I’ve never felt without a higher power in this life.
For all that I wish hadn’t happened to me, there are so many things for which I am eternally grateful, and always will be. Even in my most lost moments, I know I’m not alone. Most of the time I choose to be alone, isolating myself. It’s an alcoholic crutch, but, it’s also a human crutch.
Even when I was at a bar, surrounded by my “pub family,” I tended to be alone. Lost at the bottom of a rocks glass.
As I dive into AA, reading and then rereading the steps, my higher power becomes a subject of much contemplation. I was raised Catholic. Attending church with my mother (my father is an Atheist), for most of my childhood. As a young adult, my church attendance tapered off, but, I still believed. And, while I haven’t been to church in some time, I like to think that I still carry all the morals, lessons, and traditions I once held dear.
Day 6, something in me called me to mass. An 8AM mass, filled with old biddies and nuns. When I entered my pew, the sparse crowd was rhythmically chanting out the Rosary. I sat, closed my eyes, and let it wash over me. When the priest entered and began, I was dissapointed to learn there was no music at weekday services. Music has always been otherworldly to me, taking me away. But, I just let the routine of the service return to me. The call and answers, the prayers, the kneeling, the standing, the kneeling, the standing, the kneeling, the standing. I let myself be in that moment of peace and reflection. But, my heart called for something else, somewhere else.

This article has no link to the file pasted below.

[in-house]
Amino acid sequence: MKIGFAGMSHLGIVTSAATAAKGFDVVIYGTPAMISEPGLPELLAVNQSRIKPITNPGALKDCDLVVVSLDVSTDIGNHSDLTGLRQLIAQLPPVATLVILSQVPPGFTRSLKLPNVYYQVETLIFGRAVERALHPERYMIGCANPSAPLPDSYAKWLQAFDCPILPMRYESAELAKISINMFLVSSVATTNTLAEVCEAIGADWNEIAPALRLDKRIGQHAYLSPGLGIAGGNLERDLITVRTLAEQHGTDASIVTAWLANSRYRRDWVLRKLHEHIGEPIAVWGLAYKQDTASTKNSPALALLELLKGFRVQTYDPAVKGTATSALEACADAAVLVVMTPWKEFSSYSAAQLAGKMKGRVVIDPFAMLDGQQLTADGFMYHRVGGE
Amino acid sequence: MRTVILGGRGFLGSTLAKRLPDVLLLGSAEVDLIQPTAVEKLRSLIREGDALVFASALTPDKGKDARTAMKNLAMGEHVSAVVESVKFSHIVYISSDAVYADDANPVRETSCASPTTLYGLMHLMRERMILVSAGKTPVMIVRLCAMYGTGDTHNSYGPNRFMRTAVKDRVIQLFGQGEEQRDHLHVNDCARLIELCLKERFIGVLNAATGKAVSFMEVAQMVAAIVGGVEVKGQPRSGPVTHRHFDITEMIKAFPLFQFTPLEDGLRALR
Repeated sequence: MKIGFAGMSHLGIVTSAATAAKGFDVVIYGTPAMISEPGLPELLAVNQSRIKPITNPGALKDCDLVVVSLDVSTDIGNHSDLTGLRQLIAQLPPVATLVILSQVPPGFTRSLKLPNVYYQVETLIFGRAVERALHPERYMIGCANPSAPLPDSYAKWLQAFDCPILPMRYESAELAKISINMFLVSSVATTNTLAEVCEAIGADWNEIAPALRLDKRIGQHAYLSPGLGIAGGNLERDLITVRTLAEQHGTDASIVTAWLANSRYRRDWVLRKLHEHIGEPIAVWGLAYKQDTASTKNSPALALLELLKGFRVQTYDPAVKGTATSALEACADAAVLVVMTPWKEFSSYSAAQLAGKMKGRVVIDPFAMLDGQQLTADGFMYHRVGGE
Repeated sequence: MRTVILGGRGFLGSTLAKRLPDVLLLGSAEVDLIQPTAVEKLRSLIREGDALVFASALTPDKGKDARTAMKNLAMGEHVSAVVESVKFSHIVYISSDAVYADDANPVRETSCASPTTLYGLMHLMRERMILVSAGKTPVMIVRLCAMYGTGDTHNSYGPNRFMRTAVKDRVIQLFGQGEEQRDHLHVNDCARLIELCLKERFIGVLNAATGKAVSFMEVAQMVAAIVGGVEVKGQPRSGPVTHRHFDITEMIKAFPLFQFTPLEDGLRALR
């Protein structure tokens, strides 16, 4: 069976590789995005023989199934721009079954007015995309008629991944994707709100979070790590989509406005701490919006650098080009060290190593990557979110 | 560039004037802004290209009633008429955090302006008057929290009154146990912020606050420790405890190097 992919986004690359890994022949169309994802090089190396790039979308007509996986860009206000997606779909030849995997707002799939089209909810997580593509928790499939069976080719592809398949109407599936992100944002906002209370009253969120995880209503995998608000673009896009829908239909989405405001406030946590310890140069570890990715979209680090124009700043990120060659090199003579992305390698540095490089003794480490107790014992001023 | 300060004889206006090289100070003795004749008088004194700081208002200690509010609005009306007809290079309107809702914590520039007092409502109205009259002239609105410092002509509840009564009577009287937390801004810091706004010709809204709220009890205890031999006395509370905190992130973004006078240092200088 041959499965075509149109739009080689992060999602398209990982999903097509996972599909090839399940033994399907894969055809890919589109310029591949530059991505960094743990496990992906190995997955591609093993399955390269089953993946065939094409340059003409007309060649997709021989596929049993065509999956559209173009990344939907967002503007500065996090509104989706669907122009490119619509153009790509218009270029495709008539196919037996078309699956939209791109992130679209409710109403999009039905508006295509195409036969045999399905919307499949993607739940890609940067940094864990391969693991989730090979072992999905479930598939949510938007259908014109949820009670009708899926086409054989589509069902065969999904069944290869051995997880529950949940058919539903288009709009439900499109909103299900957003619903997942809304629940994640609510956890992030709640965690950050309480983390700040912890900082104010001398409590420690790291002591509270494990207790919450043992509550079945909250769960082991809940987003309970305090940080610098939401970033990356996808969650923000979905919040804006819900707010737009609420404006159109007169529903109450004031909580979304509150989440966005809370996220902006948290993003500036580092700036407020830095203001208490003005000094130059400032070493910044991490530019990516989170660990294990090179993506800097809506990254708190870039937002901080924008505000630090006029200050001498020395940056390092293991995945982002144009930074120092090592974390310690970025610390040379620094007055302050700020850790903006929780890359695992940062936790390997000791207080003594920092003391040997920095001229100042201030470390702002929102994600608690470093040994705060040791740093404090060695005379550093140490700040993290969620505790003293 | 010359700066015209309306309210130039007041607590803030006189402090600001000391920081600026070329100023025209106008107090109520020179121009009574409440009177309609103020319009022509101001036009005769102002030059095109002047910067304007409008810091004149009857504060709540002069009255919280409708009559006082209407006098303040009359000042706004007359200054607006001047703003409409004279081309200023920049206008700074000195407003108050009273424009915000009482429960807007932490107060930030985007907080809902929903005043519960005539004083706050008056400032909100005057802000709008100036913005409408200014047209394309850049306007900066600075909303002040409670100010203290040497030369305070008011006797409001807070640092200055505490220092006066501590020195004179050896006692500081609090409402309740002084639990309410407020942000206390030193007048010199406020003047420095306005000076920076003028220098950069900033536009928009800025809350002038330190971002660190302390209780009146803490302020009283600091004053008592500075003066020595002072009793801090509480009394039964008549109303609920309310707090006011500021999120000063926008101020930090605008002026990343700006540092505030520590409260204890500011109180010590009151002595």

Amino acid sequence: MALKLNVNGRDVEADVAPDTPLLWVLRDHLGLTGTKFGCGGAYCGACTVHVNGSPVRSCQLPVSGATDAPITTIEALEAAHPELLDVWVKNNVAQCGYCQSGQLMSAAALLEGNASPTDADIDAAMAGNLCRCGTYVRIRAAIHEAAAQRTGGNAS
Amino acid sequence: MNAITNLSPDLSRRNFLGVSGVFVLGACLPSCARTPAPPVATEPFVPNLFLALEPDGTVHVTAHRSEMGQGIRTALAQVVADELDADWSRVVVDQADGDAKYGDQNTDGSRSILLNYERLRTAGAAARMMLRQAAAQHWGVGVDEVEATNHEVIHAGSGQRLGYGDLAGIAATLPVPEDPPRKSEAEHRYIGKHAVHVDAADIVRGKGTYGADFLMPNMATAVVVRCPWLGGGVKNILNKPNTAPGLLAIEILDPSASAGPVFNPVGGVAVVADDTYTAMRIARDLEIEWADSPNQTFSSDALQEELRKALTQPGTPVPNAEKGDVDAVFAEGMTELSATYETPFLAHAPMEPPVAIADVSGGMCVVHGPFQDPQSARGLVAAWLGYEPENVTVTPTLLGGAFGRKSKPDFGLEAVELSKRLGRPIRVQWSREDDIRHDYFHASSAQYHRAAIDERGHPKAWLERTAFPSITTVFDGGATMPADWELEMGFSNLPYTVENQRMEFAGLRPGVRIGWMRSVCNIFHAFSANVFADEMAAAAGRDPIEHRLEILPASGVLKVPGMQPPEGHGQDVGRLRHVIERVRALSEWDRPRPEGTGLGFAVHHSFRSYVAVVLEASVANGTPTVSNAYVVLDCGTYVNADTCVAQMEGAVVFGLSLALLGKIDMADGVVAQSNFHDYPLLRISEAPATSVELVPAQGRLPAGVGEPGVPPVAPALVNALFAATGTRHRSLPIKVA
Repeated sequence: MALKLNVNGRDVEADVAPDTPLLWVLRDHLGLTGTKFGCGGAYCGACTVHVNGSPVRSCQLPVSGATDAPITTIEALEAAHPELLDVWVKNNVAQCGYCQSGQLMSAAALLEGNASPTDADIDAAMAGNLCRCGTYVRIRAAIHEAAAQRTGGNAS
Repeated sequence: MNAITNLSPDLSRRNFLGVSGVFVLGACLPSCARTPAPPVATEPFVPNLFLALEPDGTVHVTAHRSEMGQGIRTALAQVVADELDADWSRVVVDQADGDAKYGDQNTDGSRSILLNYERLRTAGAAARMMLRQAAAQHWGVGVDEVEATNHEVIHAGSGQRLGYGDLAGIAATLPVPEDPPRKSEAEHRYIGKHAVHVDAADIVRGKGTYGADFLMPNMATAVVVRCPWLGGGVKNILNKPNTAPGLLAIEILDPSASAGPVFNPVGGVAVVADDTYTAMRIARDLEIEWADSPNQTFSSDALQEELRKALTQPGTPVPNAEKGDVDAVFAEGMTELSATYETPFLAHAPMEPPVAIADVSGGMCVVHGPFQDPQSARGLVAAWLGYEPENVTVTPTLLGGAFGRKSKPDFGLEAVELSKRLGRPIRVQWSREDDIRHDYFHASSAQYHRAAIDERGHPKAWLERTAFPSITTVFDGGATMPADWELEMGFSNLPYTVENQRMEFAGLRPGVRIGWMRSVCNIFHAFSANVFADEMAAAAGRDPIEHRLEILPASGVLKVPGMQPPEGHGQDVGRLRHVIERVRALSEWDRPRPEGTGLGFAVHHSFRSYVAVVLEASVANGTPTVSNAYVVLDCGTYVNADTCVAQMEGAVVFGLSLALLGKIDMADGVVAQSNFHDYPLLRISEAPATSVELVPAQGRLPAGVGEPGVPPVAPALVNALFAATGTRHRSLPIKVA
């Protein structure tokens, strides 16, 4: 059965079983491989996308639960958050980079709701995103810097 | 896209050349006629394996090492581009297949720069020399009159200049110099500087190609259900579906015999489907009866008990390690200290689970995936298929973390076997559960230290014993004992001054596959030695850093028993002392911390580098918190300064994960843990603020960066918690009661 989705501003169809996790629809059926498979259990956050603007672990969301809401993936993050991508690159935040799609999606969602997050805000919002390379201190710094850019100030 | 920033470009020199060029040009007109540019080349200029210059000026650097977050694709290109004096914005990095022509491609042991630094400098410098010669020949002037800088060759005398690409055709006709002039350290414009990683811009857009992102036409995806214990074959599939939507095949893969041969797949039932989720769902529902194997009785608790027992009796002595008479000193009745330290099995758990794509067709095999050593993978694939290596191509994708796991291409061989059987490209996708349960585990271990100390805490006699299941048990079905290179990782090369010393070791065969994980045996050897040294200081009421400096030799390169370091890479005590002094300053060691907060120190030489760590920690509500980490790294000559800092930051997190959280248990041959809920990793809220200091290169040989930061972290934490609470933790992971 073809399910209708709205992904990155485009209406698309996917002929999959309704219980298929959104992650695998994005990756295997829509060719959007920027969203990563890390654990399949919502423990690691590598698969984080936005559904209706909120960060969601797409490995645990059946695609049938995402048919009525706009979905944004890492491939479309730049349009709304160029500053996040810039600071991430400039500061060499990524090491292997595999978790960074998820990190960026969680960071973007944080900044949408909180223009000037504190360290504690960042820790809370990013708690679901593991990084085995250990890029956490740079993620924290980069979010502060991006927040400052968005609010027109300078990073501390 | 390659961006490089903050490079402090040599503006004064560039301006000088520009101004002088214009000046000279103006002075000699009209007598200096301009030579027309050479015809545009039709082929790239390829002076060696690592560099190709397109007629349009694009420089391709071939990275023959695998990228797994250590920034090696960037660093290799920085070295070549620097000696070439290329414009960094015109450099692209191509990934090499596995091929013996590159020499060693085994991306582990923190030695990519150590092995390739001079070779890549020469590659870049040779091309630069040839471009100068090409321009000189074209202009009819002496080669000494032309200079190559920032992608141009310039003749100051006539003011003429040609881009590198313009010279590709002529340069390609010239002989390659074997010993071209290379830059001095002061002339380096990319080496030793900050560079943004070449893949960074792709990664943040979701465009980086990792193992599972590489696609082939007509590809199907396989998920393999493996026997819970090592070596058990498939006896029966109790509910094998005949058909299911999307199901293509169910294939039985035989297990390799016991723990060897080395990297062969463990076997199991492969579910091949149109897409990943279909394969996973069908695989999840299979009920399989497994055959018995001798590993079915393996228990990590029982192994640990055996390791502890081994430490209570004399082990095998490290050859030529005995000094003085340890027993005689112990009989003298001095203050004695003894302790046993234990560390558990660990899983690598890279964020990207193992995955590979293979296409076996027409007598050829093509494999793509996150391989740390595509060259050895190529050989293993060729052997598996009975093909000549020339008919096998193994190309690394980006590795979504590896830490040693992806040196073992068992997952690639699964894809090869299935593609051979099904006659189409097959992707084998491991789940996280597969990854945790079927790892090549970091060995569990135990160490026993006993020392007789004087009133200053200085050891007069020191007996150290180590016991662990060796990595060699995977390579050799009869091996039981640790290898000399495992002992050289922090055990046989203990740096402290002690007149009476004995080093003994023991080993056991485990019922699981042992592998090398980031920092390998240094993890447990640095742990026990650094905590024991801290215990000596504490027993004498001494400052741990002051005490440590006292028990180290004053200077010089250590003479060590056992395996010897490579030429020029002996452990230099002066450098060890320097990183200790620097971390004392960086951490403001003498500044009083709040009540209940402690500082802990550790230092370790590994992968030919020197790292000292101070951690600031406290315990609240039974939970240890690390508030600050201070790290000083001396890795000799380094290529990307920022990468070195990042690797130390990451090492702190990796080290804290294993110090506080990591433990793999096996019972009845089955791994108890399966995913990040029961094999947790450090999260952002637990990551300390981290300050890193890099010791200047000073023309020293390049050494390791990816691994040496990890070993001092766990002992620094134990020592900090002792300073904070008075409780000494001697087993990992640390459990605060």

As I put forth every effort to let my toxic thoughts go, all I could think of doing was going to what had been my church for the hardest part of my life. Powell Butte.
When my boyfriend of six and a half years left me last September, I was devastated. Everyday, after I was able to eat and function again, I hiked Powell Butte, until the rains would not allow me to take to the trails. An underrated oasis in Portland, OR, just five miles from the city. Trees and dirt. Life and light. Last fall, as leaves cascaded down around me, I felt at home and at peace. Even in my most trying moments, God could always find me beneath the canopy of trees. Where the earthen smell of damp moss was enough to comfort the most broken of hearts.
So, after the Catholic mass, I hopped into my Honda Civic and drove.
I drove to the mass that only I can attend. Where God greets me through the trees and under my feet.